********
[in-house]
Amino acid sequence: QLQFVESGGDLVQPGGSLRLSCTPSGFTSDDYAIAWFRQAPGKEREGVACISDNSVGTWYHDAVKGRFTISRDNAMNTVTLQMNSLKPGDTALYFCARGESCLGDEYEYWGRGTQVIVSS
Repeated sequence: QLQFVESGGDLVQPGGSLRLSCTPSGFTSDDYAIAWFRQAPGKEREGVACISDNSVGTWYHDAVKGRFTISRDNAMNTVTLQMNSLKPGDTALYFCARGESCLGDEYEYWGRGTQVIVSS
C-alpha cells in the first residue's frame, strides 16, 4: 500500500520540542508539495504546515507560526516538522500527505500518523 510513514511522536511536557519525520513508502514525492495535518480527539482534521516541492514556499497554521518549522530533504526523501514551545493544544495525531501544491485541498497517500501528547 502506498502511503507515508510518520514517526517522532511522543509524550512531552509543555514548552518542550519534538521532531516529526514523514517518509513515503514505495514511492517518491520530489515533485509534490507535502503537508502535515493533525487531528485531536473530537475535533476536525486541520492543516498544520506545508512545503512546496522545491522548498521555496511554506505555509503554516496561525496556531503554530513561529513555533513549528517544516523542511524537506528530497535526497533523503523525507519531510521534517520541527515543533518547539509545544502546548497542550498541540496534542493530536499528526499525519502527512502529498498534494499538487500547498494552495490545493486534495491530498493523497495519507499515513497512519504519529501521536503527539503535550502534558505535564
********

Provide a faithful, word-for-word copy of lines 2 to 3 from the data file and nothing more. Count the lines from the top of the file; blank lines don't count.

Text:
Amino acid sequence: QLQFVESGGDLVQPGGSLRLSCTPSGFTSDDYAIAWFRQAPGKEREGVACISDNSVGTWYHDAVKGRFTISRDNAMNTVTLQMNSLKPGDTALYFCARGESCLGDEYEYWGRGTQVIVSS
Repeated sequence: QLQFVESGGDLVQPGGSLRLSCTPSGFTSDDYAIAWFRQAPGKEREGVACISDNSVGTWYHDAVKGRFTISRDNAMNTVTLQMNSLKPGDTALYFCARGESCLGDEYEYWGRGTQVIVSS